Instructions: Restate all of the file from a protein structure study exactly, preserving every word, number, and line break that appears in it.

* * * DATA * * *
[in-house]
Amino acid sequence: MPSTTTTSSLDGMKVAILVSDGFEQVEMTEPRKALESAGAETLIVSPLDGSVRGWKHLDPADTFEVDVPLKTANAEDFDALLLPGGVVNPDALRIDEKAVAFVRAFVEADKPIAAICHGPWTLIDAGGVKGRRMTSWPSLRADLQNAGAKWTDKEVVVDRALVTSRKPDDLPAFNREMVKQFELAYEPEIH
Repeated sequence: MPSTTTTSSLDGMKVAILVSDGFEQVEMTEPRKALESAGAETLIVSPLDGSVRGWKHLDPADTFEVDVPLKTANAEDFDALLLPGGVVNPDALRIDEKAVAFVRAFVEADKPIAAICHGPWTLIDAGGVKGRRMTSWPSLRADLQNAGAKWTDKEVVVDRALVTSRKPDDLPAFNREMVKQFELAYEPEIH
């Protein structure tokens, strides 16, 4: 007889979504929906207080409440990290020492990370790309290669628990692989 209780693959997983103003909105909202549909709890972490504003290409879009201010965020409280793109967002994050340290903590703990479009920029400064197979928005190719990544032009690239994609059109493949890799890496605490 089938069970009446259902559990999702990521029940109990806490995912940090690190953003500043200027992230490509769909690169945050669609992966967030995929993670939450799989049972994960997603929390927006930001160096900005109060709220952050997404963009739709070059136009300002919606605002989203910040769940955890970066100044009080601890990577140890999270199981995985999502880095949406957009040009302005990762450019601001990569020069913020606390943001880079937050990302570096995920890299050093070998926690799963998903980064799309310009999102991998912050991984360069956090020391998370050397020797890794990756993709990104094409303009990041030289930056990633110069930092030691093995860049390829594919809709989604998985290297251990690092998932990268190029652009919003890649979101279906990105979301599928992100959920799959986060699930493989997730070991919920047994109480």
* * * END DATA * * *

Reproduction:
[in-house]
Amino acid sequence: MPSTTTTSSLDGMKVAILVSDGFEQVEMTEPRKALESAGAETLIVSPLDGSVRGWKHLDPADTFEVDVPLKTANAEDFDALLLPGGVVNPDALRIDEKAVAFVRAFVEADKPIAAICHGPWTLIDAGGVKGRRMTSWPSLRADLQNAGAKWTDKEVVVDRALVTSRKPDDLPAFNREMVKQFELAYEPEIH
Repeated sequence: MPSTTTTSSLDGMKVAILVSDGFEQVEMTEPRKALESAGAETLIVSPLDGSVRGWKHLDPADTFEVDVPLKTANAEDFDALLLPGGVVNPDALRIDEKAVAFVRAFVEADKPIAAICHGPWTLIDAGGVKGRRMTSWPSLRADLQNAGAKWTDKEVVVDRALVTSRKPDDLPAFNREMVKQFELAYEPEIH
């Protein structure tokens, strides 16, 4: 007889979504929906207080409440990290020492990370790309290669628990692989 209780693959997983103003909105909202549909709890972490504003290409879009201010965020409280793109967002994050340290903590703990479009920029400064197979928005190719990544032009690239994609059109493949890799890496605490 089938069970009446259902559990999702990521029940109990806490995912940090690190953003500043200027992230490509769909690169945050669609992966967030995929993670939450799989049972994960997603929390927006930001160096900005109060709220952050997404963009739709070059136009300002919606605002989203910040769940955890970066100044009080601890990577140890999270199981995985999502880095949406957009040009302005990762450019601001990569020069913020606390943001880079937050990302570096995920890299050093070998926690799963998903980064799309310009999102991998912050991984360069956090020391998370050397020797890794990756993709990104094409303009990041030289930056990633110069930092030691093995860049390829594919809709989604998985290297251990690092998932990268190029652009919003890649979101279906990105979301599928992100959920799959986060699930493989997730070991919920047994109480």